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Market Commentary 09/30/2015

Investor Fatigue amidst Uncertainty

After several years of strong average returns and low volatility, investors took a step back this quarter with broad markets having their weakest performance since 2011. A slow drip of conflicting economic reports and poor performance has started to wear on some investors. For many the reaction can be to get rid of their “risky” investments and flood into the “safe” ones. We see some individuals showing early signs of investor fatigue, which essentially is the opposite of investor enthusiasm. As investors, this behavior tends to work against us, so the recent volatility serves as a timely reminder that markets rarely move in a straight line and opportunities come out of markets like this.

It may not feel like it, but this latest market correction is a typical and even welcome event in a bull market that has lasted nearly six years. Many market watchers had been saying it was time for a correction—not necessarily because economic fundamentals warranted it, but rather because we hadn’t seen a 10% correction since 2011.According to S&P Capital IQ, a correction of 10% typically happens once every year and a half. After the market bottom of March 9, 2009, the S&P 500 propelled upward more than 200% and international markets were up 110% at their peak this year. However the S&P 500 has retraced 6.4% since July in large part due to heavy declines in energy and material stocks. The international markets fared even worse as the MSCI EAFE dropped 10.23% and the MSCI Emerging Markets were down 17.9%. Nevertheless, according to Citigroup research, the current market correction is in line with the median annual peak to trough declines that we’ve seen in global equities since 1970. Going back even further to 1946, corrections have caused average declines of 14% but it has typically taken only 3.6 months for investors to make back their losses. So before getting depressed about short-term numbers, we must remember that corrections in bull markets are an inevitable and recurring event.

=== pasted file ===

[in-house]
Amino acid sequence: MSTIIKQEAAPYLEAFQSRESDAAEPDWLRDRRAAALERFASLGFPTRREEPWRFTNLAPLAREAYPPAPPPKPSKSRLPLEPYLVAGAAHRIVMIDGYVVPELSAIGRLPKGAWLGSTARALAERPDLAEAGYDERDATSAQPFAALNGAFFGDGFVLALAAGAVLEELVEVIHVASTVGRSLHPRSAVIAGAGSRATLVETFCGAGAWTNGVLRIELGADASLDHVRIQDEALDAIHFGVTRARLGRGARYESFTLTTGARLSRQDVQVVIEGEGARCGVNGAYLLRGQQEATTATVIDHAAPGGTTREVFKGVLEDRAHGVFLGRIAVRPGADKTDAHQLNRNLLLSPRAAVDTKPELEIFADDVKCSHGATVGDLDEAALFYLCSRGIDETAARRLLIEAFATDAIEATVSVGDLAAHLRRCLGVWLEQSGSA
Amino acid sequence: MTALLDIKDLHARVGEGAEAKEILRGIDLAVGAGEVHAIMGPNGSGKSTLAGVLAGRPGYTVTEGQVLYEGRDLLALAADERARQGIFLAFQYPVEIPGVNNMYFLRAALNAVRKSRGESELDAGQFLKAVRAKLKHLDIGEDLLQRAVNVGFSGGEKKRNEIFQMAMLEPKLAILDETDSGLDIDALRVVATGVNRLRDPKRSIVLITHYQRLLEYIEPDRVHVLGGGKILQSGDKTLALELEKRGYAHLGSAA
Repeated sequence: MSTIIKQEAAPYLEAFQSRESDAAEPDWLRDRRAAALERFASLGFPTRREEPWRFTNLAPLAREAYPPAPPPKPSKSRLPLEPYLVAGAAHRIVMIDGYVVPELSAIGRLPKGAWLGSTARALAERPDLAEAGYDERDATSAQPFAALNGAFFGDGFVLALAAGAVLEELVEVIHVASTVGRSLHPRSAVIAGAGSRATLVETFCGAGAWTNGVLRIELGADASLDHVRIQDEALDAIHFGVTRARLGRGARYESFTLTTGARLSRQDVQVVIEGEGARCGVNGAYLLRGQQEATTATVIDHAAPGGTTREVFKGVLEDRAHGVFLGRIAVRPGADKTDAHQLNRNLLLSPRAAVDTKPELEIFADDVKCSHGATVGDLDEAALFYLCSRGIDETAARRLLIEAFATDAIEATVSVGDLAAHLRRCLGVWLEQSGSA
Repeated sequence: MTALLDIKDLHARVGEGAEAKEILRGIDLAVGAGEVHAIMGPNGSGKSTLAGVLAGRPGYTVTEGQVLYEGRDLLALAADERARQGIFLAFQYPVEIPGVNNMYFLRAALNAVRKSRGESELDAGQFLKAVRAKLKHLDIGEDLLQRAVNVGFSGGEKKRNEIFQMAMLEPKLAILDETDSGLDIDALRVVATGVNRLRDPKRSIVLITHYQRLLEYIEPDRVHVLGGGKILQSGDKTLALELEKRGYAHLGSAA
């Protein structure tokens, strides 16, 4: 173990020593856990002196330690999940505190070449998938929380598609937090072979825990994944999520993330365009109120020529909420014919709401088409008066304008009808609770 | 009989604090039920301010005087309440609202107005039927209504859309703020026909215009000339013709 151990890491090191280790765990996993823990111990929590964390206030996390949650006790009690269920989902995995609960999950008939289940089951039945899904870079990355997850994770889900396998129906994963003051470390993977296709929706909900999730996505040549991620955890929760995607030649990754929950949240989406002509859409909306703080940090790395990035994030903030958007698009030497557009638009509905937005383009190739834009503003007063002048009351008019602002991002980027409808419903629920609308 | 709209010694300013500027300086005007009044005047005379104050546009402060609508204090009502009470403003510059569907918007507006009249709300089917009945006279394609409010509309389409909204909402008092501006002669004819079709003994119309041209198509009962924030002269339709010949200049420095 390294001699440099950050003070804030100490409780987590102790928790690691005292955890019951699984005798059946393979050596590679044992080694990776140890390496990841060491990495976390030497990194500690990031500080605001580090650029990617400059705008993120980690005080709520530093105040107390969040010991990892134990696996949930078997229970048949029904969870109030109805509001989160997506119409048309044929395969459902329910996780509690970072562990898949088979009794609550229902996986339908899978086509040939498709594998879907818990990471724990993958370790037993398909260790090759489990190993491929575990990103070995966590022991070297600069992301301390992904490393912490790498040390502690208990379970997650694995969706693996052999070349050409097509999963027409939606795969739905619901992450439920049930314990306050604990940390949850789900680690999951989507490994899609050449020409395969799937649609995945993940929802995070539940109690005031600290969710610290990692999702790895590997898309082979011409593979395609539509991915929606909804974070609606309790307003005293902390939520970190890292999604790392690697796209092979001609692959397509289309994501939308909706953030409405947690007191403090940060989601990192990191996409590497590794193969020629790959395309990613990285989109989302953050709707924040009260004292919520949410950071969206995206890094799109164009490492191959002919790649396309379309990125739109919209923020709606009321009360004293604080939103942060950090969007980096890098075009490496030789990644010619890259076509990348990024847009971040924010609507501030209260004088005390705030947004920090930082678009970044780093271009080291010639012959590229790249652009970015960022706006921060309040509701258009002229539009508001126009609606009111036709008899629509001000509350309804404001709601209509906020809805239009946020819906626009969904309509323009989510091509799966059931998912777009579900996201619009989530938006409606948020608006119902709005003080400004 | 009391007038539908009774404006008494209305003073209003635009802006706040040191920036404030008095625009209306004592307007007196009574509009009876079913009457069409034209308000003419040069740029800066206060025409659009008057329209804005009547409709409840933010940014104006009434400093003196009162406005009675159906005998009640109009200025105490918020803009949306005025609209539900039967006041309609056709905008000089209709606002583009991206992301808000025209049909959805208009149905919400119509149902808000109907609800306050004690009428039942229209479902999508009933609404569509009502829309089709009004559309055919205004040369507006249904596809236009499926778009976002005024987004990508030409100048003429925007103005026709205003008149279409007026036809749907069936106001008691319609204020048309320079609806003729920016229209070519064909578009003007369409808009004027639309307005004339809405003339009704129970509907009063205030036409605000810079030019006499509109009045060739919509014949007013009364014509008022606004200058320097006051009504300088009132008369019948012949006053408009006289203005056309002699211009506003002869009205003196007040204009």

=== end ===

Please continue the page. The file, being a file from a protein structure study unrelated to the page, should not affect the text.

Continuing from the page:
So why now? A pause in the market’s upward trend was inevitable and the headlines of the quarter provided the catalyst. We started the quarter with the Greek debt crisis and ended with Hurricane Joaquin but the most significant news items came from China’s economic forecast and the Fed’s rate hike decision. The China growth story has been the engine driving many economies around the globe, so when reports came out showing the Chinese economy was decelerating, people got concerned. The slowdown has had a dramatic effect on Asian markets and commodities. Reports of a slowing Chinese economy in turn influenced Yellen and company to once again postpone their rate hike, which left many wondering what that meant for the US and global economy. As even the Federal Reserve has had a hard time deciding if the economy is moving too fast, too slow or just right, volatility has followed. Investors reacted to these events by selling risky assets as uncertainty muddied the investing waters.

In his book, Securities Analysis, Benjamin Graham wrote that “in the short run, the market is a voting machine but in the long run, it is a weighing machine.” Fundamentals of the global economy still seem reasonably healthy, though stronger in some areas than others. When we look at a slowdown in China, we expect it will have a more direct impact on their neighboring emerging markets than developed economies and may even provide some benefits to developed nations through lower commodity prices. For this quarter, investors have voted but we believe that patience will reward investors who maintain a long term approach.

 

Thomas L. Menzel, CFP®                                             Shawn J. Jacobson, CFP®, ChFC, MBA
Asset Manager                                                            Asset Manager


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